If you vote yes, we can have all that. We can have a 60-million-person, 18-month-long break-up argument and it will be great. We will fight over who gets to keep the nice plates and splitting up our record collection. Except with this we’re fighting over nuclear missile silos and splitting up huge financial institutions and education systems, tearing them in two like huge concrete marriage certificates.

Like bludgeoning a kangaroo to death with a banana, independence is going to take a while and it’s going to be messy. Let me see it – please vote ‘Yes’. We can sit in your garden, eat yoghurt together under a hazy red sky and watch the world burn.


  1. This one has really plumbed the depths of ignorance. Lacking anything intelligent to say about the independence debate, you reduce the wishes of at least a million Scots to bludgeoning kangaroos and pulling our deck chairs up the the mountains and sitting back sipping irn-bru while the world is consumed by a fiery inferno.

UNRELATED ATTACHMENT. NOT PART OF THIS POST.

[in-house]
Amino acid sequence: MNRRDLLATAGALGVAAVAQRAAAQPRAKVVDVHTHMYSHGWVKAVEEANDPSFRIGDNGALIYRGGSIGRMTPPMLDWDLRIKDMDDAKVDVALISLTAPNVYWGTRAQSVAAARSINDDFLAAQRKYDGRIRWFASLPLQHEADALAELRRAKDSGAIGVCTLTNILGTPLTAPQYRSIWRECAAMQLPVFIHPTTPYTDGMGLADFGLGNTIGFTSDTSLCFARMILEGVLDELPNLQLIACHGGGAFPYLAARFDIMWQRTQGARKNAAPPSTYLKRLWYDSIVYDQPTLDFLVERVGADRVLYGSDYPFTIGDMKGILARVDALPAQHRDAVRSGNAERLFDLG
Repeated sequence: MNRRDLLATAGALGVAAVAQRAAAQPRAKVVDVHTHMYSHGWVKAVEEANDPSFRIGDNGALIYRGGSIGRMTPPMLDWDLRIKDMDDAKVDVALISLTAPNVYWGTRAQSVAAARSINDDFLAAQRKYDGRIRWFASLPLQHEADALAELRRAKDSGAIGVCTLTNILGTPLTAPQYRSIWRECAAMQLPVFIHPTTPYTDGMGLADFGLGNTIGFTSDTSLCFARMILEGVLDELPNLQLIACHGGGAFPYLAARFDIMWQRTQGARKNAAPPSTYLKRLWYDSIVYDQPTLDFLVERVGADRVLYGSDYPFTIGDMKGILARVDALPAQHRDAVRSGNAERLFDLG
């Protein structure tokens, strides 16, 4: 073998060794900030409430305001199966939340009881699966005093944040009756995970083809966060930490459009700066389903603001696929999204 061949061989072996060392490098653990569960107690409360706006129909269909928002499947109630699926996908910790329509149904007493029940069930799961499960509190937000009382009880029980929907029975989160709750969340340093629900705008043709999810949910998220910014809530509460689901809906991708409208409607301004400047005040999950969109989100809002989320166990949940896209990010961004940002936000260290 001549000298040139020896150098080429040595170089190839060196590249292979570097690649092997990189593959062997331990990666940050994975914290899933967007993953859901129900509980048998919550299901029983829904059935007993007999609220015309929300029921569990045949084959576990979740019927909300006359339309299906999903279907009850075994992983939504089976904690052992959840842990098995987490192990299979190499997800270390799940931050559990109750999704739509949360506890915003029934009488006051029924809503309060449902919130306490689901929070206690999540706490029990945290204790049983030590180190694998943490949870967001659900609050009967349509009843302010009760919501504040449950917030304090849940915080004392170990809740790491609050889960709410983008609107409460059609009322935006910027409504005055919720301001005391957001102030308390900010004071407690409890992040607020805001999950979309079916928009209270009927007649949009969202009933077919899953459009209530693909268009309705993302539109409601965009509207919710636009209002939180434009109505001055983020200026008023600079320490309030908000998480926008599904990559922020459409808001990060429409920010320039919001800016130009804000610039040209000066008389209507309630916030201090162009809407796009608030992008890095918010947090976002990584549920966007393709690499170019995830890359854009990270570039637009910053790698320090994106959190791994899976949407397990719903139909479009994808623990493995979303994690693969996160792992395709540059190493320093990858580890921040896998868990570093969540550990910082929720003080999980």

If this was intended as satire it fails on an epic scale. Read some of the stuff on Bella Caledonia, BBC Scotlandshire, or numerous other blogs you have probably never heard of, and then try again.

    In all seriousness, (and I spend about 3 hours every day reading anything and everything about the independence debate from academic journal to blogs, newspapers and thework of citizen journalists), this article is the single worst thing I have read. I haven’t cringed so much since I had to watch Katie Hopkins offering her intelligent thoughts on independence on The Wright Stuff.

  2. ‘England, Wales and Northern Island aren’t going to be destroyed’

    Not unless the coalition decides to bomb Shetland in retaliation…

  3. As Joel Salmon points out, you do get a vote. St Andrews students should most certainly care about this issue and think about it *seriously*. Read news articles from the mainstream news sites (BBC etc), but also read Wings Over Scotland, Bella Caledonia, and weigh up the arguments (and potential biases) on all of these different sites. Read the White Paper. Great links here: